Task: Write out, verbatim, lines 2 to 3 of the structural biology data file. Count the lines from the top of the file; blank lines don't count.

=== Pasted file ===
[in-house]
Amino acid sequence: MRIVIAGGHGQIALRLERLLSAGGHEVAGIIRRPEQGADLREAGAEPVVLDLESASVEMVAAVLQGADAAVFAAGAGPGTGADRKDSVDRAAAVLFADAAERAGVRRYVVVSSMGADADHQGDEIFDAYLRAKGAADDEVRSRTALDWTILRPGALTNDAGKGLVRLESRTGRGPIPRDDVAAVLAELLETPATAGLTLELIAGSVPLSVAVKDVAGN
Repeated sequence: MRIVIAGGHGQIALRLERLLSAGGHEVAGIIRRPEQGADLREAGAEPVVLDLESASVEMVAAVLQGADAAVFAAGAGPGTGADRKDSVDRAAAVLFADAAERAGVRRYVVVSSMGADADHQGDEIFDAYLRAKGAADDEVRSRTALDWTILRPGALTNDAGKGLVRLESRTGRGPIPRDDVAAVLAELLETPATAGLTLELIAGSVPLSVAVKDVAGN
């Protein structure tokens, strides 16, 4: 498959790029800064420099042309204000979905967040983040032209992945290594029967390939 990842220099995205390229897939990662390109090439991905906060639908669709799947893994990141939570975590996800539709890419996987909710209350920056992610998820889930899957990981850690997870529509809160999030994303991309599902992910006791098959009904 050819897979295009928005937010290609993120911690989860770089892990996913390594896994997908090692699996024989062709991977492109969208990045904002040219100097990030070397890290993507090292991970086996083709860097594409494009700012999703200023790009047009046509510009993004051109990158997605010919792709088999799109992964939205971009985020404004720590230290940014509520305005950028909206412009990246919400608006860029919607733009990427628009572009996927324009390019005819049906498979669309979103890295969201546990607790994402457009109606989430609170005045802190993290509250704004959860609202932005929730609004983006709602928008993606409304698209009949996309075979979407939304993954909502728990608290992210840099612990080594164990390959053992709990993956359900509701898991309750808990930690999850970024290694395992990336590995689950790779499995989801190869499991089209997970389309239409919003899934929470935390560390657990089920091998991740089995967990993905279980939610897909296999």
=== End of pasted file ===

Amino acid sequence: MRIVIAGGHGQIALRLERLLSAGGHEVAGIIRRPEQGADLREAGAEPVVLDLESASVEMVAAVLQGADAAVFAAGAGPGTGADRKDSVDRAAAVLFADAAERAGVRRYVVVSSMGADADHQGDEIFDAYLRAKGAADDEVRSRTALDWTILRPGALTNDAGKGLVRLESRTGRGPIPRDDVAAVLAELLETPATAGLTLELIAGSVPLSVAVKDVAGN
Repeated sequence: MRIVIAGGHGQIALRLERLLSAGGHEVAGIIRRPEQGADLREAGAEPVVLDLESASVEMVAAVLQGADAAVFAAGAGPGTGADRKDSVDRAAAVLFADAAERAGVRRYVVVSSMGADADHQGDEIFDAYLRAKGAADDEVRSRTALDWTILRPGALTNDAGKGLVRLESRTGRGPIPRDDVAAVLAELLETPATAGLTLELIAGSVPLSVAVKDVAGN